Saturday, March 23, 2013

Road Stories: Supertrash

In the late 1970's, the ancestors of the four companies that now own all of your music and television were young, hungry, and awash in cash and blow.  In other words, they were motivated and able to try bold new things, without the judgment to wonder if they were good ideas. This smokey crucible produced the enduring cash machine of the outdoor music festival, and money pits like the ELO spaceship and the made to order supergroup.

The definition of a supergroup (often capitalized for no reason I can understand) in those days was a group composed completely or in part of people who were already famous. The desire to create them came from early more or less organic successes like Cream, and Crosby, Stills & Nash.

The main problem with supergroups is that they are full of inflated egos who are all convinced that their enormous talent is the only chance the thing has for success. They never last, though a record executive who could put together another Cream would probably be okay if they only did one tour. I think the reasons that any bands ever stay together after they get famous boil down to habit and long familiarity.

I got to witness two of the less stellar attempts at this new sport. The first was the RCO All Stars, which provided the venue for my initial hiring. I was fortunate enough to call SHOWCO on the day after Randy Lawson had failed to show up for work for the next to the last time ever, so the late great Kirby Wyatt** sent me down to the RCO show in town the next day for a job interview.

Actually, Levon Helm was having health problems even then, and the show was cancelled, so my interview happened in Budrock's hotel room. Budrock would go on to become Willy Nelson's long time lighting director, and if you want a mental image of him, use Charlie Daniels. I learned a lot about Budrock over the years, but the first thing I learned was that he could not brush his teeth without gagging. This problem had cropped up suddenly after his divorce and seemed to annoy him greatly, but he had found a workaround. If he lifted one foot off the ground, he was fine. So my first exposure to this new company was watching a man in cowboy boots and a ten gallon hat brush his teeth while standing on one foot.

Anyway, I got hired and the RCO All Stars never did really get much of a tour together, though they tried one or two more times. They put out one album that didn't sell very well, and all sort of drifted away, I think. We were all quite disappointed, because the band was reported to be very good.

The second was the Dudek, Finnegan and Kreuger band, or DFK.* This was a good example of trying to make a supergroup from great musicians who were not famous enough. We all liked them. Their music had a complexity that hipsters thought was necessary at the time, but was poppy enough to be enjoyable. Sort of Genesis meets Peter Frampton, to use an analogy of the day. But they didn't really have a great songwriter or front man, so they were probably doomed from the start.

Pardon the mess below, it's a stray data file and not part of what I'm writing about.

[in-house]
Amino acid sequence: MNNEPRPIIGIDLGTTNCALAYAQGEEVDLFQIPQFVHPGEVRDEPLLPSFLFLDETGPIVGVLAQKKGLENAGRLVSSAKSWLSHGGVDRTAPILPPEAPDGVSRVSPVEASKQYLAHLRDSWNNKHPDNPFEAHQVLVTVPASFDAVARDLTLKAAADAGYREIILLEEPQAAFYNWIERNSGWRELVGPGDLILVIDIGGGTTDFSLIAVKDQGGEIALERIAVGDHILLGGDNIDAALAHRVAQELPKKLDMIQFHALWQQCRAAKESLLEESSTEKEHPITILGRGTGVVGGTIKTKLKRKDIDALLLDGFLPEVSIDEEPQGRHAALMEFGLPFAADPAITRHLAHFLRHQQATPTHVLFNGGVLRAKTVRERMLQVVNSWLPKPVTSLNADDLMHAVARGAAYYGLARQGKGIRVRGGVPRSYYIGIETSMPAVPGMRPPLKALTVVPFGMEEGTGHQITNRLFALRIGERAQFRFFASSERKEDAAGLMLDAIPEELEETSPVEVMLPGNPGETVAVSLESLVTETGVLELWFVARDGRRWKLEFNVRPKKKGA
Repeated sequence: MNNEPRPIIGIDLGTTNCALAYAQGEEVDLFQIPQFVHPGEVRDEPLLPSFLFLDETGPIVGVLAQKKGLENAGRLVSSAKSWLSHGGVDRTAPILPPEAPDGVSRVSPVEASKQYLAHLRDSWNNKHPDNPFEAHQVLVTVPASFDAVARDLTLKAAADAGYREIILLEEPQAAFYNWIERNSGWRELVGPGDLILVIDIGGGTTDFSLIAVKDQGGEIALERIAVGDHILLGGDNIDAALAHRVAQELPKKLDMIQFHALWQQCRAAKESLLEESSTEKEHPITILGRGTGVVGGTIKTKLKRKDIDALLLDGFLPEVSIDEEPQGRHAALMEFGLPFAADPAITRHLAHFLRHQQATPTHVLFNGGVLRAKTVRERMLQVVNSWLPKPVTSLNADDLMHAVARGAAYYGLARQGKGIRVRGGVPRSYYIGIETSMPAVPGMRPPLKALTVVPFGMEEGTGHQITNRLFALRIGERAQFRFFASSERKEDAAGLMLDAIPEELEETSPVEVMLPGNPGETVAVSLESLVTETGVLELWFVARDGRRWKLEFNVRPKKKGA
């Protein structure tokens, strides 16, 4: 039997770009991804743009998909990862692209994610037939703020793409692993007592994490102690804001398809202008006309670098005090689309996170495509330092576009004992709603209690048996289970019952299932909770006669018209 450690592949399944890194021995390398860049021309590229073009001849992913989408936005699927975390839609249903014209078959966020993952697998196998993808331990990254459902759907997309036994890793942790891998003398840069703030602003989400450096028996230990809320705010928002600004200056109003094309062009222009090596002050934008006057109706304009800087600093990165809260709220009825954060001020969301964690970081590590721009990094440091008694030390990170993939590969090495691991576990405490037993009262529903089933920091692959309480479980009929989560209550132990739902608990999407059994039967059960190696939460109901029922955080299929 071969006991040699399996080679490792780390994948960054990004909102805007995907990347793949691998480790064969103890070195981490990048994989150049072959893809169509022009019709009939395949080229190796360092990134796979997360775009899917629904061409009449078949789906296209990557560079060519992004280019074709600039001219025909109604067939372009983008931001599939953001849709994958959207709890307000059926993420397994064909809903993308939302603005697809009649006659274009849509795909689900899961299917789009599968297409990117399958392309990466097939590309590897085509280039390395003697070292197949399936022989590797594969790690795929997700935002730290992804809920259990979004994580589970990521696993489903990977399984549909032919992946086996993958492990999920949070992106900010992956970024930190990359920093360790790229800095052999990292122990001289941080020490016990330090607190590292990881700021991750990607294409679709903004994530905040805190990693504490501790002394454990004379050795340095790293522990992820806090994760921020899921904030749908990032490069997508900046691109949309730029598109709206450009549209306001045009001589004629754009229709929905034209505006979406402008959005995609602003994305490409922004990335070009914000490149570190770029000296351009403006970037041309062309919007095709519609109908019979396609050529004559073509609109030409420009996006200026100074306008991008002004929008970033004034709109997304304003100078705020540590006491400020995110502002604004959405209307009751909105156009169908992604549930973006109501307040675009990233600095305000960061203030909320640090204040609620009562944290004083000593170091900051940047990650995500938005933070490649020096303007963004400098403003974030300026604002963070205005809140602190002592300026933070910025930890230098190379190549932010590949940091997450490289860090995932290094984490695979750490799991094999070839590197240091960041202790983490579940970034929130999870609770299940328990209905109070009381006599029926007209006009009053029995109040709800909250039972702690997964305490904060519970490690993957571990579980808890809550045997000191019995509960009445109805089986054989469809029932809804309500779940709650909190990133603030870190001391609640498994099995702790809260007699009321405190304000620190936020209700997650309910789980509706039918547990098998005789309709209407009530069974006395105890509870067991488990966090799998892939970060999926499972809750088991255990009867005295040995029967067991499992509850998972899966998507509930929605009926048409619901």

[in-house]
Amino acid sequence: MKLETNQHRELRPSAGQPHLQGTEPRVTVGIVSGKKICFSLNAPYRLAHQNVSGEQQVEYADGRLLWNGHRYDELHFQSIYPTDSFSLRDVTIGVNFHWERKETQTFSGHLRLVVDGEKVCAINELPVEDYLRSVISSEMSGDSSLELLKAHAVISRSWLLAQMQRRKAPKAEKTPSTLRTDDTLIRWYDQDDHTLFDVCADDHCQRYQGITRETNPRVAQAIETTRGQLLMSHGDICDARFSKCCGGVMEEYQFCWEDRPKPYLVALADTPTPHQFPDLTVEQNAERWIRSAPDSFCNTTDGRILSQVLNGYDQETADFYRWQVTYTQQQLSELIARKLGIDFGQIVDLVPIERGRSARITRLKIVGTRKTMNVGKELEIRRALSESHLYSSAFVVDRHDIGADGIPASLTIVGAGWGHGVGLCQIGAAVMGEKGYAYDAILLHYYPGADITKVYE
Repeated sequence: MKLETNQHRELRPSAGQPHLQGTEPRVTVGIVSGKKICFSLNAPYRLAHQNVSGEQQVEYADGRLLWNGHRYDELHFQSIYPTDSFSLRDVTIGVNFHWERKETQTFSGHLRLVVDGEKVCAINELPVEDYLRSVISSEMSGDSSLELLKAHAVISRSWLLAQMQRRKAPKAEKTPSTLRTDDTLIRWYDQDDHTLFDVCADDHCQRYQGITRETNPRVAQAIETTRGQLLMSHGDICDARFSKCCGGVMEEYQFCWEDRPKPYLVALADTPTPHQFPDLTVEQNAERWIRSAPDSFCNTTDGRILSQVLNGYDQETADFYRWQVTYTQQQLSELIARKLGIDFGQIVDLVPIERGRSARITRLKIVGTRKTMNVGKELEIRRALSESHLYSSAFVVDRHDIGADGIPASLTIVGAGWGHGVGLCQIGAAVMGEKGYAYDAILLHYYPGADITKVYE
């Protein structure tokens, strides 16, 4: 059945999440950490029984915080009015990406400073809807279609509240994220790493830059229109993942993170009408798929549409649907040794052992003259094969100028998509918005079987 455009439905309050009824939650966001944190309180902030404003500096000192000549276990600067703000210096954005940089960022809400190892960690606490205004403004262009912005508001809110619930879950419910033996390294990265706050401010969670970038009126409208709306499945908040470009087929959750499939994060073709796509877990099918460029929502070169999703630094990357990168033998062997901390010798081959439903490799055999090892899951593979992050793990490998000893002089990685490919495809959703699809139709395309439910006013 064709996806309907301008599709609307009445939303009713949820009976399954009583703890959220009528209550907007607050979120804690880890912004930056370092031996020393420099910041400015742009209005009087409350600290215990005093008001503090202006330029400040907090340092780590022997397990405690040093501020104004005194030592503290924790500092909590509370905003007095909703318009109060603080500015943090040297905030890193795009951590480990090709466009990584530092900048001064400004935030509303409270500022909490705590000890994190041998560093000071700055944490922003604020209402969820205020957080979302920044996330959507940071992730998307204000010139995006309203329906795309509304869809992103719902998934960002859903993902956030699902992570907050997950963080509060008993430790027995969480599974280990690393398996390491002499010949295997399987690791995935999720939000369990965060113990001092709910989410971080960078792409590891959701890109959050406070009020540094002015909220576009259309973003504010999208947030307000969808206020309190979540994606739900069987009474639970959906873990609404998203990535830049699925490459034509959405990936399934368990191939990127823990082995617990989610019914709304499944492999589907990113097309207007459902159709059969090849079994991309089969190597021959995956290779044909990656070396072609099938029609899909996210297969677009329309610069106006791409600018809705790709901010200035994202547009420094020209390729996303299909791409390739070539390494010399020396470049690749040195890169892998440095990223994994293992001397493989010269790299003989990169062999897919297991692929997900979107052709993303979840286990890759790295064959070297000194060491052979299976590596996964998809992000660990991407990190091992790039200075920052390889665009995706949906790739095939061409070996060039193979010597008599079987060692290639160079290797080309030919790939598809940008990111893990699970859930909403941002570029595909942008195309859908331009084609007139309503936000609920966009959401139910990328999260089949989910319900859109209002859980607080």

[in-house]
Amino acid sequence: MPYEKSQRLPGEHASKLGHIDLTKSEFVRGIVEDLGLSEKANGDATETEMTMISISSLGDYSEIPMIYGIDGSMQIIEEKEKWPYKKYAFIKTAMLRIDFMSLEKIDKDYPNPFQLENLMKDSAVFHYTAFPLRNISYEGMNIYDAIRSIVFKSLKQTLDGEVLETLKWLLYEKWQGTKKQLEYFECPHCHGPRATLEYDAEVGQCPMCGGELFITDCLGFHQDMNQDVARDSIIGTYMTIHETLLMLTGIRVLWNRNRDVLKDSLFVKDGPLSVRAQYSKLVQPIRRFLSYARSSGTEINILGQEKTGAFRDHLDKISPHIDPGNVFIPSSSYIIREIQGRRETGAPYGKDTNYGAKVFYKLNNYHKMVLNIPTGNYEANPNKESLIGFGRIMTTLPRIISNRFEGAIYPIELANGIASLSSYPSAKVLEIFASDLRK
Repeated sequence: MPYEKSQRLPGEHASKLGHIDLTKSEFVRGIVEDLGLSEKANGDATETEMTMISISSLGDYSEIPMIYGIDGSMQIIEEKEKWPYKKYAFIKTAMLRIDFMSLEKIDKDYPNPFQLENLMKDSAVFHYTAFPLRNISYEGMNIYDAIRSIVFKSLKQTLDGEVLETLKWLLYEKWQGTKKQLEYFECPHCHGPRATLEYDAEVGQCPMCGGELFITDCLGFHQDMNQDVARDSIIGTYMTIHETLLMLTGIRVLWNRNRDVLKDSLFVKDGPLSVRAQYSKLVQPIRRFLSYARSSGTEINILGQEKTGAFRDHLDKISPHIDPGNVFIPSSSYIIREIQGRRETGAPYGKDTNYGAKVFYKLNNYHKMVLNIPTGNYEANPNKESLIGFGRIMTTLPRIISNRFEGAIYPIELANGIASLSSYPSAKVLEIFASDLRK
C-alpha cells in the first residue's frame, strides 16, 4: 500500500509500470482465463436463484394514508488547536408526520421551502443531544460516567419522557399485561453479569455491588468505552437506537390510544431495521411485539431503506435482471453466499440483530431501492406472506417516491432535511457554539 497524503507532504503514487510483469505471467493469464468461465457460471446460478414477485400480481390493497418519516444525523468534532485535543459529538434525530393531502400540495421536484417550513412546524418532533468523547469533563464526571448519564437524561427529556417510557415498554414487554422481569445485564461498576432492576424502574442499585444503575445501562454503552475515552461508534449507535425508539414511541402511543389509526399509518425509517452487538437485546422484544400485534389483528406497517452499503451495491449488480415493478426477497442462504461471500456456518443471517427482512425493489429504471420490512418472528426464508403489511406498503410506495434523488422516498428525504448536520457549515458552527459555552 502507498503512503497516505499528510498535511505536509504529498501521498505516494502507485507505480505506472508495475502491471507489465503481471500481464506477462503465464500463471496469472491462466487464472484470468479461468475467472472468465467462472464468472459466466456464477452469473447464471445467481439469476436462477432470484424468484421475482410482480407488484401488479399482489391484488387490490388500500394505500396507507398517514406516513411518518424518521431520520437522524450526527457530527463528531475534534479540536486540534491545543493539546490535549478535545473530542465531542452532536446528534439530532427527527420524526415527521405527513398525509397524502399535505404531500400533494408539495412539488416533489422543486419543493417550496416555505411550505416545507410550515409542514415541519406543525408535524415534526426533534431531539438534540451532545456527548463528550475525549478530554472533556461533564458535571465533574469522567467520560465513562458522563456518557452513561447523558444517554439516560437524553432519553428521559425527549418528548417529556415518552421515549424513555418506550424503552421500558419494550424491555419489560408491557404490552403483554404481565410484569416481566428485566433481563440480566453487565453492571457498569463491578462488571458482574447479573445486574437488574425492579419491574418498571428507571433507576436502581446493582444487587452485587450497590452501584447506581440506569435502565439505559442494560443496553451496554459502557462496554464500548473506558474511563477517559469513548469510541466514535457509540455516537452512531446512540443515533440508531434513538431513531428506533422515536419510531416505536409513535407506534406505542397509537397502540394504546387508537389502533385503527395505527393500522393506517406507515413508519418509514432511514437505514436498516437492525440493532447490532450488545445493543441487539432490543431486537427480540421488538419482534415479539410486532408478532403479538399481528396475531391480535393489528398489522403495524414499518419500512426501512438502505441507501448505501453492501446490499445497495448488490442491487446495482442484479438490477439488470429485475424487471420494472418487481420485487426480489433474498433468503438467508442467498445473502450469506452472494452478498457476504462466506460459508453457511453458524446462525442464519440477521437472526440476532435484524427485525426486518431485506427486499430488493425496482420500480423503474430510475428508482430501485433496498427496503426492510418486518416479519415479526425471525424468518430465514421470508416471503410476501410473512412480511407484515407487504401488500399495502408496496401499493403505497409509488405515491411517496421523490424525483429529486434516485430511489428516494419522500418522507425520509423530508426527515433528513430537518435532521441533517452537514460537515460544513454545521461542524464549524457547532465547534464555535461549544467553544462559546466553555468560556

The also could bring it live, which was the real litmus test for any band. We did a three week trans-Texas tour for them to tune their road chops, which included one of the best shows I ever saw. We played in the Ritz Theater in Corpus Christi, Texas on a hot night in late Spring. The great thing about decaying theaters is that the owners tend not to be overprotective of the upholstery, and just want to fill the seats, so pretty much anything goes. They were serving beer in big plastic cups, and by the end of the night pretty much everyone was drunk. Dave Mason made a surprise appearance to close the set, and he was Hasselhof drunk, but still playing guitar better than 99% of us could even fantasize. The show ended with Dave and Les Dudek lying boot to sneaker on the front of the stage, dueling with guitars and matching each other note for note, while the band kept up like only real professional musicians can do. It was magical. And sweaty.

Alas, DFK was not to be. They made a single album, which sold less than the RCO All Stars, but the band had already split before it was released. Musicians are not the only people with egos, and in this case the rumor was that management disputes made it unhappen. The record company released the album as a one-off, and DFK faded into the CO2 fog of history.

Neither these two, nor countless other experiences can keep the music executive from trying again. I assume it won't be long before we see the American Idol All Stars form a band. Or since technology has virtually eliminated the need for real musical talent, maybe it will be Donald Trump, Nancy Grace, and Dr. Phil, with Lindsey Lohan on drums.

* I know, right? A lot of this depends on your definition of "famous."  Also, it was pretty obvious it was doomed since they couldn't even agree on a real name. I'm surprised they were able to agree on alphabetical billing.

** Kirby was the best and most terrifying boss I have ever had, all at the same time. He knew everything, he saw everything, and he had an answer for every problem. On several occasions I stormed into his office intending to quit and left a half hour later feeling lucky to have a job. I have never met his equal.